Once you have decided what type of competition to enter, you must decide which events to attend. The best way is to compile a list of what competitions exist in your niche for a particular season. The formation of the Association of Freeskiing Professionals (AFP), has made this process a bit easier. At the start of every season the AFP compiles a calendar of events that will be occurring all over the world. They range from the Dew Tour and the X Games to relatively smaller, high-end amateur events such as the USSA Rev Tour. The competitions are also ranked by AFP points. Generally, more points mean more competitors, a larger course, and a higher level of skiing.
While AFP is great resource, it is not all inclusive. There are other large, open events that are not AFP sanctioned (like War of Rails) that don’t even appear on the AFP calendar. This is where online resources like Freeskier and Newschoolers, come into play. These are the two biggest news sites for freeskiing and Newschoolers is also the largest online freeski discussion board. Actively visit both of these sites throughout the fall and winter to find out information on existing events and learn of new events throughout the season. Freeskiing has a very active and closely knit online presence. Staying involved will help you learn about competing and the sport as a whole.
Set A Budget And Stick To It
Trying to make a name for yourself at the larger amateur and low end pro competitions can be a challenge without a travel budget, like the sponsored athletes. If you are like the majority of freeskiers out there who are trying to become the next big thing (myself included), you are going to need to create your own budget that is planned down to the penny.
When creating a competition budget, be sure to include every single item. Plane tickets, gas money, food, hotel rooms, competition fees, lift tickets, ski wax, rental cars, and the list goes on. It’s also a good idea to leave a little spare room in your budget for that spur of the moment emergency or sudden change in plans. Life on the road can throw you for a loop very quickly, and it’s good to have a little cash to fall back on if necessary.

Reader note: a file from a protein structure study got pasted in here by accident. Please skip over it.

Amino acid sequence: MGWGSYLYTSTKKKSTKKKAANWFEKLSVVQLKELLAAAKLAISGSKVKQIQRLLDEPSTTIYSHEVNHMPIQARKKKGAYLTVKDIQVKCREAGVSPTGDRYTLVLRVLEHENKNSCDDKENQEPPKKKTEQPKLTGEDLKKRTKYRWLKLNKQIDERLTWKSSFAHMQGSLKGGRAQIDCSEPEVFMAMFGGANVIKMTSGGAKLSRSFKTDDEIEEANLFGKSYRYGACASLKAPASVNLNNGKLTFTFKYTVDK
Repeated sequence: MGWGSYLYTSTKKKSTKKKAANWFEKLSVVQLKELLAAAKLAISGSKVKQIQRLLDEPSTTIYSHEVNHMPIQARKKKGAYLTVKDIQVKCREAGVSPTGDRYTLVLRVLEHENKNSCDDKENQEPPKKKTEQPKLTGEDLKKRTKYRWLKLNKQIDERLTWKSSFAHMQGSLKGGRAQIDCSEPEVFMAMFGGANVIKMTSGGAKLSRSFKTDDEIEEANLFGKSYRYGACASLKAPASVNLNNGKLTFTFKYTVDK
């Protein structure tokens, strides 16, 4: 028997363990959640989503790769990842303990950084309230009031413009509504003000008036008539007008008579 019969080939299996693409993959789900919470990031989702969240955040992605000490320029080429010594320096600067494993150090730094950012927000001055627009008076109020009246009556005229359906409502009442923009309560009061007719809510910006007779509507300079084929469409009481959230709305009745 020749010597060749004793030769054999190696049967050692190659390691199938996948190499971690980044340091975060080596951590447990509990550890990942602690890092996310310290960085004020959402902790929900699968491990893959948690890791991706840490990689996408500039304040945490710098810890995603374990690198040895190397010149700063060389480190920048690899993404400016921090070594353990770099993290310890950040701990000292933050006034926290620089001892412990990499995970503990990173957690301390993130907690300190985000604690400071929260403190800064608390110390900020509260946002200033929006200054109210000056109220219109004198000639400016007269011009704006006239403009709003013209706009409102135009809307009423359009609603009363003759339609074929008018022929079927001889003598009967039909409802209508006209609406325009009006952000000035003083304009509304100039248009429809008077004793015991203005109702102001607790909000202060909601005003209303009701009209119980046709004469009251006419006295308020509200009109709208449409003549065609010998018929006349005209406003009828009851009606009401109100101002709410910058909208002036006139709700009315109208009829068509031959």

When selecting competitions it’s a good idea to determine those are going to give you the most bang for your buck. Generally speaking, the longer the duration of the competition and the bigger it is, the more money it will cost. Figure out which competitions you would like to attend first, then go back and see which ones will fit within your budget. Some events, like War of Rails, include lift tickets in the competition registration fees, while others offer lodging discounts to competitors. If you aren’t sure of the total cost of a competition don’t hesitate to email the event organizer. These folks can be a big help when it comes to deciding on events and planning your budget.
Competing is fun and can play a huge role in taking you to the next level as freeskier. It just requires some hard work and preparation. While the entire process is an ongoing learning experience, some of these tips should help make your transition to the next level a little bit smoother. Check back here next week for more insider tips.
Brendan Trieb, JANS Athlete Team Member